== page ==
From your point of view, the app description is the chance to sell your idea, so you need to think of it as a sales pitch. You have to tell a user why they should download your app rather than another one.
Of course you want to give the best sales pitch you can, so your description has to be clear and make a user interested. It also helps to be concise and to the point; there’s no need to include every single feature and functionality.
Get to the point
Unless a user clicks the ‘More’ button (and unfortunately many don’t), they’ll only see the first 2 or 3 lines of your app description; and if a user is searching on an iPhone, they’ll only see the first 255 characters of your description. Therefore it’s essential to tell them exactly what your app does and how it benefits them as soon as possible. Start with the best selling point you can to grab their attention and be concise in pointing out the other beneficial functionalities and features.
Think from the user’s perspective
From a user’s point of view (and remember it’s always important to look from your target audience’s viewpoint no matter what type of text you’re writing), the app description is there to tell them exactly what the app is and what it can do for them. Even if you love a certain feature of your app, always write your description from the user’s perspective. Ask yourself what would interest them the most and what would benefit them the most. Also don’t forget to explain briefly how the app works!
A concise way to present your app’s features is a bullet point list. However, make the list short with the two most beneficial features at the top. People have a tendency to skip the middle points and jump to the last one, so consider putting your third most beneficial feature at the end.
In Google Play your description influences your ASO (app store optimisation) which is your app’s search ranking, so including relevant keywords and search terms in your app description are important to help a user find your app. In iTunes this is not the case. However, as iTunes preview pages appear online and are indexed by search engines like Google, including relevant keywords can make a difference on your search ranking.
If your app has been mentioned in the press, won an award (or been nominated), received positive reviews from users, received positive press or blog reviews, add these to your description. Also include the best quotes your app has gotten from users.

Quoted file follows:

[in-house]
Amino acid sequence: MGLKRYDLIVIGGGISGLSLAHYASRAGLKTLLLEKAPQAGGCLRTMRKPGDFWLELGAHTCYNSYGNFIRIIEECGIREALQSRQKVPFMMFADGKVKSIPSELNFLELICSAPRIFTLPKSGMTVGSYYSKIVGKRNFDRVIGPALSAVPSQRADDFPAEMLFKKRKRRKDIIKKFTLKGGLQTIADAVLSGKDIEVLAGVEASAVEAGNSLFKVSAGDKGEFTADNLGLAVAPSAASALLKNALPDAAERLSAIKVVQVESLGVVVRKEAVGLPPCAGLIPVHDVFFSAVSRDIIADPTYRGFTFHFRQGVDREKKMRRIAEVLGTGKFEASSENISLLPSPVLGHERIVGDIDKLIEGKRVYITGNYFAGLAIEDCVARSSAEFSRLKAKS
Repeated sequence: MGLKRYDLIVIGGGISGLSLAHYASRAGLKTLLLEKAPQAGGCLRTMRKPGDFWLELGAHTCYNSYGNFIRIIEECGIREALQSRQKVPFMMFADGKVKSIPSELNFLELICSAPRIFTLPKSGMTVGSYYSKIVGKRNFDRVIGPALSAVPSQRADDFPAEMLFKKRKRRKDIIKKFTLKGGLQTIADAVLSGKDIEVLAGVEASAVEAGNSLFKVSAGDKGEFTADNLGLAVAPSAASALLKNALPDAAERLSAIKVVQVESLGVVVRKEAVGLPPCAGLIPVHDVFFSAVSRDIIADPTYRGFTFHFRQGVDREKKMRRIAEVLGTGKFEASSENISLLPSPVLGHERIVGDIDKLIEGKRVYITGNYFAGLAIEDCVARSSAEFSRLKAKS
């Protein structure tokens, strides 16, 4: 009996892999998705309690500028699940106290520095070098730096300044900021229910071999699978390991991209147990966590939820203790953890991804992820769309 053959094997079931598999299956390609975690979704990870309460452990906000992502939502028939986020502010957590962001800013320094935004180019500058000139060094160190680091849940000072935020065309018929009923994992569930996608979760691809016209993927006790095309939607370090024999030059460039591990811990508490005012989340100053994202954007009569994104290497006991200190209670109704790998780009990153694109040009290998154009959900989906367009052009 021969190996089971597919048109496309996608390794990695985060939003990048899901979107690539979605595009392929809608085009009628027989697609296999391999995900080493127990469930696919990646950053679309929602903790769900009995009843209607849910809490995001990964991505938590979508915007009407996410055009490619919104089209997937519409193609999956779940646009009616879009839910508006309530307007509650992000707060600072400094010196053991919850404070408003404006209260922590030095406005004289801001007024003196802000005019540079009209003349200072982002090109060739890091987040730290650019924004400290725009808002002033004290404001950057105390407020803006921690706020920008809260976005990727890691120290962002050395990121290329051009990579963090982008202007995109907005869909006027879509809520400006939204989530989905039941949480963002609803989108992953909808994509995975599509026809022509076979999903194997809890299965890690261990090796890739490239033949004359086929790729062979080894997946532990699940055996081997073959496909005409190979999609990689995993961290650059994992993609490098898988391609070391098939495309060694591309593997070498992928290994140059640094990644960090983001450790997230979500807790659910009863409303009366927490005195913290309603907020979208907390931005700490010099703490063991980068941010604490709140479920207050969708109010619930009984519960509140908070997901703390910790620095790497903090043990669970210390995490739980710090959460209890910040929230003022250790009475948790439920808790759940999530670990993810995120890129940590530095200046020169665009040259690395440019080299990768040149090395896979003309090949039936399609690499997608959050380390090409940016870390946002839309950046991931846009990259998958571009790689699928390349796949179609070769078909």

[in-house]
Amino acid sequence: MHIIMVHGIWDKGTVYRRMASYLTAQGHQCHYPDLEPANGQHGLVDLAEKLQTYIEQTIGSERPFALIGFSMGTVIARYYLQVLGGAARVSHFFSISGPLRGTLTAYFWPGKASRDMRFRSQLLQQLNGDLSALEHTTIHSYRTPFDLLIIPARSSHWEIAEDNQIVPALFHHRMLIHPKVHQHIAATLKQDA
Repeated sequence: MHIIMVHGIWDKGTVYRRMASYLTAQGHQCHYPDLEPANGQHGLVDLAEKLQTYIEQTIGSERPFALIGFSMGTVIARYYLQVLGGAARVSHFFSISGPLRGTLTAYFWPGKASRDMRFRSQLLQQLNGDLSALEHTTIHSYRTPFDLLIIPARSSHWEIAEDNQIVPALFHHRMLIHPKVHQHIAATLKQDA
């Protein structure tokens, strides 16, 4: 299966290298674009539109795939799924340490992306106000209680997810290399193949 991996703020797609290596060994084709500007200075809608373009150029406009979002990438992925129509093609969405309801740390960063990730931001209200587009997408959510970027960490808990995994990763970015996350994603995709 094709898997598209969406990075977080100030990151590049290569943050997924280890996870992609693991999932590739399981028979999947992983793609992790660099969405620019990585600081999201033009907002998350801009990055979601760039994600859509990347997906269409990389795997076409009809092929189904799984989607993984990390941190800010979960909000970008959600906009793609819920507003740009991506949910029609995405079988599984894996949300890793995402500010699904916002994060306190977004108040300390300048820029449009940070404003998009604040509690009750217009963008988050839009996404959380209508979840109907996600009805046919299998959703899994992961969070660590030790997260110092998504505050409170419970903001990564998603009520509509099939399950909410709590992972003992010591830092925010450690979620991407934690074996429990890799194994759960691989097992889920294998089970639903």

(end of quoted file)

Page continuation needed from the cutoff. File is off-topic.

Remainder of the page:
Call to action
Even if you’ve written the best app description possible, it’s always good to give users an extra encouraging push to download your app. For instance, “Download [app name] now to [main user benefit]!”
Contact and cross promotion
At the end of your app description consider telling the user a little bit about you or your company and, more importantly, how they can contact you. Also don’t forget to promote any other apps you’ve developed.
Considering users whose first language isn’t English and promoting your app in several different languages will increase your downloads. Just make sure your translations are accurate (don’t just rely on Google Translate!).
After you’ve written your description, check it for typos and grammatical errors. Ask yourself if the app’s benefits are clear and if a user would feel interested. Check for unnecessary points that could be omitted to make the description more concise. Also don’t forget to add 2 or 3 screenshots highlighting how easy it is to use and the main benefits for a user (and to show off your app’s great design!).
Your app description isn’t set in stone. It will need to be updated and evolve as more great reviews come in, as it gets downloaded more and more, as it gets featured in download charts, and so on. Don’t stress out by trying to write the perfect description. Instead, focus on writing the best one you can for now.